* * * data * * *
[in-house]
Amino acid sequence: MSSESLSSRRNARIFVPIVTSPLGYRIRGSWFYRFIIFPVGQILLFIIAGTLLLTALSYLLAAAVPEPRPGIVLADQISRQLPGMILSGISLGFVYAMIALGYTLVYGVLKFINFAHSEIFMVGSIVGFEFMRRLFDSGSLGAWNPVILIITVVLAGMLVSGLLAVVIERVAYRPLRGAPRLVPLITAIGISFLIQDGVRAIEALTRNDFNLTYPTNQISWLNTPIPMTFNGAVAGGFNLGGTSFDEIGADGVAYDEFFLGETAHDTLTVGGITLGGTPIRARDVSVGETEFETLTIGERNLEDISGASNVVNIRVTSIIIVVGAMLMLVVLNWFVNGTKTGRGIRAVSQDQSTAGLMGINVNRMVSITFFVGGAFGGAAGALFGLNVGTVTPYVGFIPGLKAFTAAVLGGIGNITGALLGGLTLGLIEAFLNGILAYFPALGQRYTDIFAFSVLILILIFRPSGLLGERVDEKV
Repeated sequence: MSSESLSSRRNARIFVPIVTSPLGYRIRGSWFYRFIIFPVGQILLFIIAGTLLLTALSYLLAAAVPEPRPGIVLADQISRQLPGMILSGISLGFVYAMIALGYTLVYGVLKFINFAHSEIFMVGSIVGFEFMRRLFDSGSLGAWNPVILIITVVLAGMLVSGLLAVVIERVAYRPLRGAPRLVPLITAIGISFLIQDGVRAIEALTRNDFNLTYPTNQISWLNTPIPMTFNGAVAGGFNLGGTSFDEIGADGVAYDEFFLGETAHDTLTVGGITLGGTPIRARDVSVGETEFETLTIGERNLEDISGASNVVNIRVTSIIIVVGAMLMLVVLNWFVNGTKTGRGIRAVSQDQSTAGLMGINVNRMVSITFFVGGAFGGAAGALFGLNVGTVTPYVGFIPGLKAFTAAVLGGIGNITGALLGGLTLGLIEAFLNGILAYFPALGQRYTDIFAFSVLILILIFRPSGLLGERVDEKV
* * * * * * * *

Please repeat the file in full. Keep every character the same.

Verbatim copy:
[in-house]
Amino acid sequence: MSSESLSSRRNARIFVPIVTSPLGYRIRGSWFYRFIIFPVGQILLFIIAGTLLLTALSYLLAAAVPEPRPGIVLADQISRQLPGMILSGISLGFVYAMIALGYTLVYGVLKFINFAHSEIFMVGSIVGFEFMRRLFDSGSLGAWNPVILIITVVLAGMLVSGLLAVVIERVAYRPLRGAPRLVPLITAIGISFLIQDGVRAIEALTRNDFNLTYPTNQISWLNTPIPMTFNGAVAGGFNLGGTSFDEIGADGVAYDEFFLGETAHDTLTVGGITLGGTPIRARDVSVGETEFETLTIGERNLEDISGASNVVNIRVTSIIIVVGAMLMLVVLNWFVNGTKTGRGIRAVSQDQSTAGLMGINVNRMVSITFFVGGAFGGAAGALFGLNVGTVTPYVGFIPGLKAFTAAVLGGIGNITGALLGGLTLGLIEAFLNGILAYFPALGQRYTDIFAFSVLILILIFRPSGLLGERVDEKV
Repeated sequence: MSSESLSSRRNARIFVPIVTSPLGYRIRGSWFYRFIIFPVGQILLFIIAGTLLLTALSYLLAAAVPEPRPGIVLADQISRQLPGMILSGISLGFVYAMIALGYTLVYGVLKFINFAHSEIFMVGSIVGFEFMRRLFDSGSLGAWNPVILIITVVLAGMLVSGLLAVVIERVAYRPLRGAPRLVPLITAIGISFLIQDGVRAIEALTRNDFNLTYPTNQISWLNTPIPMTFNGAVAGGFNLGGTSFDEIGADGVAYDEFFLGETAHDTLTVGGITLGGTPIRARDVSVGETEFETLTIGERNLEDISGASNVVNIRVTSIIIVVGAMLMLVVLNWFVNGTKTGRGIRAVSQDQSTAGLMGINVNRMVSITFFVGGAFGGAAGALFGLNVGTVTPYVGFIPGLKAFTAAVLGGIGNITGALLGGLTLGLIEAFLNGILAYFPALGQRYTDIFAFSVLILILIFRPSGLLGERVDEKV